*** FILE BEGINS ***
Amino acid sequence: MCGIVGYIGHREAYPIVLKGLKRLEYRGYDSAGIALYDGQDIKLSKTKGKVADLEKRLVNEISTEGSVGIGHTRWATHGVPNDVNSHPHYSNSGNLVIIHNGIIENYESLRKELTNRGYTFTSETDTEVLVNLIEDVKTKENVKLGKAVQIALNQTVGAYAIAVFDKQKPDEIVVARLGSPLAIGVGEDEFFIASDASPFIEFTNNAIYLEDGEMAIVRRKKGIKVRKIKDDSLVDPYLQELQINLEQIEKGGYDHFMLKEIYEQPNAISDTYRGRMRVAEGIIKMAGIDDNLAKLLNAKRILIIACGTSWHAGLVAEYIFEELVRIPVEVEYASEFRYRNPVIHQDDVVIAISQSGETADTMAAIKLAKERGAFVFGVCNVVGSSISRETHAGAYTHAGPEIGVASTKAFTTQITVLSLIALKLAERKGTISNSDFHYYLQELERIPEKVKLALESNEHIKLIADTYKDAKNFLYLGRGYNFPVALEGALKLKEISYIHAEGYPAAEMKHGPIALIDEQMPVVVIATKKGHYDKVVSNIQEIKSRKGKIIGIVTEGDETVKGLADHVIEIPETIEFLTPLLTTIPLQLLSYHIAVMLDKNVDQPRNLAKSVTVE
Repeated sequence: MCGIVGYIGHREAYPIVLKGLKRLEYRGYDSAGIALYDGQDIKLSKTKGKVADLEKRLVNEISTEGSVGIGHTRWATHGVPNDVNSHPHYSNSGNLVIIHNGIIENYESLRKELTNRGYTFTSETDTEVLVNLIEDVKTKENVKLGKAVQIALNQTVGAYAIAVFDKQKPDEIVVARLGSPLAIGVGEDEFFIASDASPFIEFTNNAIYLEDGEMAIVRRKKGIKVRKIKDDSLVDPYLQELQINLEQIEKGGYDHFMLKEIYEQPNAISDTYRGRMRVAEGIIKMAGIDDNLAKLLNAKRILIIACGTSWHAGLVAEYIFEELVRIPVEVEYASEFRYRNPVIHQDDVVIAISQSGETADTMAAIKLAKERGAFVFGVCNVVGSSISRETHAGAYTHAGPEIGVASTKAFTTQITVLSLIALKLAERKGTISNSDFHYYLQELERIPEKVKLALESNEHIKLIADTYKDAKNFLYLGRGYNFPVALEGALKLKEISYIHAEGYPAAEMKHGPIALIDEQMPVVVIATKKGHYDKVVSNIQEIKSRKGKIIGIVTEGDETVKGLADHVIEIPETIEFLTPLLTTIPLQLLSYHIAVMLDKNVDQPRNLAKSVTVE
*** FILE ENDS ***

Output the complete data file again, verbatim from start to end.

Amino acid sequence: MCGIVGYIGHREAYPIVLKGLKRLEYRGYDSAGIALYDGQDIKLSKTKGKVADLEKRLVNEISTEGSVGIGHTRWATHGVPNDVNSHPHYSNSGNLVIIHNGIIENYESLRKELTNRGYTFTSETDTEVLVNLIEDVKTKENVKLGKAVQIALNQTVGAYAIAVFDKQKPDEIVVARLGSPLAIGVGEDEFFIASDASPFIEFTNNAIYLEDGEMAIVRRKKGIKVRKIKDDSLVDPYLQELQINLEQIEKGGYDHFMLKEIYEQPNAISDTYRGRMRVAEGIIKMAGIDDNLAKLLNAKRILIIACGTSWHAGLVAEYIFEELVRIPVEVEYASEFRYRNPVIHQDDVVIAISQSGETADTMAAIKLAKERGAFVFGVCNVVGSSISRETHAGAYTHAGPEIGVASTKAFTTQITVLSLIALKLAERKGTISNSDFHYYLQELERIPEKVKLALESNEHIKLIADTYKDAKNFLYLGRGYNFPVALEGALKLKEISYIHAEGYPAAEMKHGPIALIDEQMPVVVIATKKGHYDKVVSNIQEIKSRKGKIIGIVTEGDETVKGLADHVIEIPETIEFLTPLLTTIPLQLLSYHIAVMLDKNVDQPRNLAKSVTVE
Repeated sequence: MCGIVGYIGHREAYPIVLKGLKRLEYRGYDSAGIALYDGQDIKLSKTKGKVADLEKRLVNEISTEGSVGIGHTRWATHGVPNDVNSHPHYSNSGNLVIIHNGIIENYESLRKELTNRGYTFTSETDTEVLVNLIEDVKTKENVKLGKAVQIALNQTVGAYAIAVFDKQKPDEIVVARLGSPLAIGVGEDEFFIASDASPFIEFTNNAIYLEDGEMAIVRRKKGIKVRKIKDDSLVDPYLQELQINLEQIEKGGYDHFMLKEIYEQPNAISDTYRGRMRVAEGIIKMAGIDDNLAKLLNAKRILIIACGTSWHAGLVAEYIFEELVRIPVEVEYASEFRYRNPVIHQDDVVIAISQSGETADTMAAIKLAKERGAFVFGVCNVVGSSISRETHAGAYTHAGPEIGVASTKAFTTQITVLSLIALKLAERKGTISNSDFHYYLQELERIPEKVKLALESNEHIKLIADTYKDAKNFLYLGRGYNFPVALEGALKLKEISYIHAEGYPAAEMKHGPIALIDEQMPVVVIATKKGHYDKVVSNIQEIKSRKGKIIGIVTEGDETVKGLADHVIEIPETIEFLTPLLTTIPLQLLSYHIAVMLDKNVDQPRNLAKSVTVE